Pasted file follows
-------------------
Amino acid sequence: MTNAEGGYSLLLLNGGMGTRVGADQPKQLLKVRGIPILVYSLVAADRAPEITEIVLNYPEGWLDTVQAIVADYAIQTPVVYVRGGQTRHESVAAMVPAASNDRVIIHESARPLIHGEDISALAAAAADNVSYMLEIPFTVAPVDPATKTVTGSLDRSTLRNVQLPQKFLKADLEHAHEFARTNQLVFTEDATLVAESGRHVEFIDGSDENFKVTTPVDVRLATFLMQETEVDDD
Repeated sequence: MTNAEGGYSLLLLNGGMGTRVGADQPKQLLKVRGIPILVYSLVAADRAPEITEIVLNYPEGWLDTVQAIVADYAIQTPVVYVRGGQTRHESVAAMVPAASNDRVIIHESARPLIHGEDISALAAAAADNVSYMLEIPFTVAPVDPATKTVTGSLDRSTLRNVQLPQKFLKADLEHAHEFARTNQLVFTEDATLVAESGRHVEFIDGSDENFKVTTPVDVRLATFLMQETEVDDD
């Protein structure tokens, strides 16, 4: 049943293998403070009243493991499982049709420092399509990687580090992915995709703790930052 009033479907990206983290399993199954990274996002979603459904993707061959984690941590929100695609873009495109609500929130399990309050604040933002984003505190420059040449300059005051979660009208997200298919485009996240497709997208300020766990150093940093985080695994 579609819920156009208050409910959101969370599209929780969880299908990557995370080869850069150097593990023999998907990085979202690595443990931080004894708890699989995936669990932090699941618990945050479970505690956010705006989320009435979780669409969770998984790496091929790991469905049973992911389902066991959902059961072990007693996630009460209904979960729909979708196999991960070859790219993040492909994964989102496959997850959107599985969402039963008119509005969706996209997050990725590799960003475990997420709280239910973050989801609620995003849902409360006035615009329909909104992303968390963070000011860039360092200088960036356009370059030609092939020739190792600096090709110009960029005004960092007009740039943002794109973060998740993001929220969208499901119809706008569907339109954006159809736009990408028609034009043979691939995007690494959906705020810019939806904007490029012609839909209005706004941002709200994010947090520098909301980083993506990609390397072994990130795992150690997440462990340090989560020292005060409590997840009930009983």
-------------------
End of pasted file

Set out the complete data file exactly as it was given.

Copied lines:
Amino acid sequence: MTNAEGGYSLLLLNGGMGTRVGADQPKQLLKVRGIPILVYSLVAADRAPEITEIVLNYPEGWLDTVQAIVADYAIQTPVVYVRGGQTRHESVAAMVPAASNDRVIIHESARPLIHGEDISALAAAAADNVSYMLEIPFTVAPVDPATKTVTGSLDRSTLRNVQLPQKFLKADLEHAHEFARTNQLVFTEDATLVAESGRHVEFIDGSDENFKVTTPVDVRLATFLMQETEVDDD
Repeated sequence: MTNAEGGYSLLLLNGGMGTRVGADQPKQLLKVRGIPILVYSLVAADRAPEITEIVLNYPEGWLDTVQAIVADYAIQTPVVYVRGGQTRHESVAAMVPAASNDRVIIHESARPLIHGEDISALAAAAADNVSYMLEIPFTVAPVDPATKTVTGSLDRSTLRNVQLPQKFLKADLEHAHEFARTNQLVFTEDATLVAESGRHVEFIDGSDENFKVTTPVDVRLATFLMQETEVDDD
């Protein structure tokens, strides 16, 4: 049943293998403070009243493991499982049709420092399509990687580090992915995709703790930052 009033479907990206983290399993199954990274996002979603459904993707061959984690941590929100695609873009495109609500929130399990309050604040933002984003505190420059040449300059005051979660009208997200298919485009996240497709997208300020766990150093940093985080695994 579609819920156009208050409910959101969370599209929780969880299908990557995370080869850069150097593990023999998907990085979202690595443990931080004894708890699989995936669990932090699941618990945050479970505690956010705006989320009435979780669409969770998984790496091929790991469905049973992911389902066991959902059961072990007693996630009460209904979960729909979708196999991960070859790219993040492909994964989102496959997850959107599985969402039963008119509005969706996209997050990725590799960003475990997420709280239910973050989801609620995003849902409360006035615009329909909104992303968390963070000011860039360092200088960036356009370059030609092939020739190792600096090709110009960029005004960092007009740039943002794109973060998740993001929220969208499901119809706008569907339109954006159809736009990408028609034009043979691939995007690494959906705020810019939806904007490029012609839909209005706004941002709200994010947090520098909301980083993506990609390397072994990130795992150690997440462990340090989560020292005060409590997840009930009983």